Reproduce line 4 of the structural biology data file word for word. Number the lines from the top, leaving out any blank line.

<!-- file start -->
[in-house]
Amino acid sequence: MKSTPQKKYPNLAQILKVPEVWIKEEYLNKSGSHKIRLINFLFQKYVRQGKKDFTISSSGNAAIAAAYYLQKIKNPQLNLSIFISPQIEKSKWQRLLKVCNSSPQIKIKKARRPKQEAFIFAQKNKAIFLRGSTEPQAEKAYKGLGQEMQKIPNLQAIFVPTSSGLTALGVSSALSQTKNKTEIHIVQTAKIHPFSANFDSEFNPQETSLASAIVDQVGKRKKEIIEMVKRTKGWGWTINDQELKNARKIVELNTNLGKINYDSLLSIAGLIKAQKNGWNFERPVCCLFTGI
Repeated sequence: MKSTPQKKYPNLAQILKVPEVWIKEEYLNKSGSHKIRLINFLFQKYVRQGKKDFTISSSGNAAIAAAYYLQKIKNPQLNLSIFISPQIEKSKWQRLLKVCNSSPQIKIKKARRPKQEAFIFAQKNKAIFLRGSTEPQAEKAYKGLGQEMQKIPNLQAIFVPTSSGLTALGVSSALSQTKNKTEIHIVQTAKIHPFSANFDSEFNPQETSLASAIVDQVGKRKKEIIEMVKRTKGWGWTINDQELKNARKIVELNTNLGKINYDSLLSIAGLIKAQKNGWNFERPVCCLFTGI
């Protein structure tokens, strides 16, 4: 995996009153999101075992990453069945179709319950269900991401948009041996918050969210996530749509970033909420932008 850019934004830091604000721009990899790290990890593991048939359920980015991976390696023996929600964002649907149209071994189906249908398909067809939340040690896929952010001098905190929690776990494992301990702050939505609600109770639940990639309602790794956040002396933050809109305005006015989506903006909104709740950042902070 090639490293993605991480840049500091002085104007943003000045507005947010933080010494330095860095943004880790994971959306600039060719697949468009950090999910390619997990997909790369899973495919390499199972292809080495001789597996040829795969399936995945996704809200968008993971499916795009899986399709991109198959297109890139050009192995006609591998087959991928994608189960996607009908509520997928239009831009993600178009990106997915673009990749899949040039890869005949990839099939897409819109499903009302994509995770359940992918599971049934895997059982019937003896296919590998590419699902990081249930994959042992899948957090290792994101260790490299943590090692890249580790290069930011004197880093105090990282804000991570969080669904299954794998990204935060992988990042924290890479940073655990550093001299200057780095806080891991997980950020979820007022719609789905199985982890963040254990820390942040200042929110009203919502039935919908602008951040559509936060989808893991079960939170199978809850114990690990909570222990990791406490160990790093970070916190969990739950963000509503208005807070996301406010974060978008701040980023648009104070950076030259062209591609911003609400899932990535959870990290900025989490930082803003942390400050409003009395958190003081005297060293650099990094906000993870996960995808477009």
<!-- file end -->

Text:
């Protein structure tokens, strides 16, 4: 995996009153999101075992990453069945179709319950269900991401948009041996918050969210996530749509970033909420932008 850019934004830091604000721009990899790290990890593991048939359920980015991976390696023996929600964002649907149209071994189906249908398909067809939340040690896929952010001098905190929690776990494992301990702050939505609600109770639940990639309602790794956040002396933050809109305005006015989506903006909104709740950042902070 090639490293993605991480840049500091002085104007943003000045507005947010933080010494330095860095943004880790994971959306600039060719697949468009950090999910390619997990997909790369899973495919390499199972292809080495001789597996040829795969399936995945996704809200968008993971499916795009899986399709991109198959297109890139050009192995006609591998087959991928994608189960996607009908509520997928239009831009993600178009990106997915673009990749899949040039890869005949990839099939897409819109499903009302994509995770359940992918599971049934895997059982019937003896296919590998590419699902990081249930994959042992899948957090290792994101260790490299943590090692890249580790290069930011004197880093105090990282804000991570969080669904299954794998990204935060992988990042924290890479940073655990550093001299200057780095806080891991997980950020979820007022719609789905199985982890963040254990820390942040200042929110009203919502039935919908602008951040559509936060989808893991079960939170199978809850114990690990909570222990990791406490160990790093970070916190969990739950963000509503208005807070996301406010974060978008701040980023648009104070950076030259062209591609911003609400899932990535959870990290900025989490930082803003942390400050409003009395958190003081005297060293650099990094906000993870996960995808477009």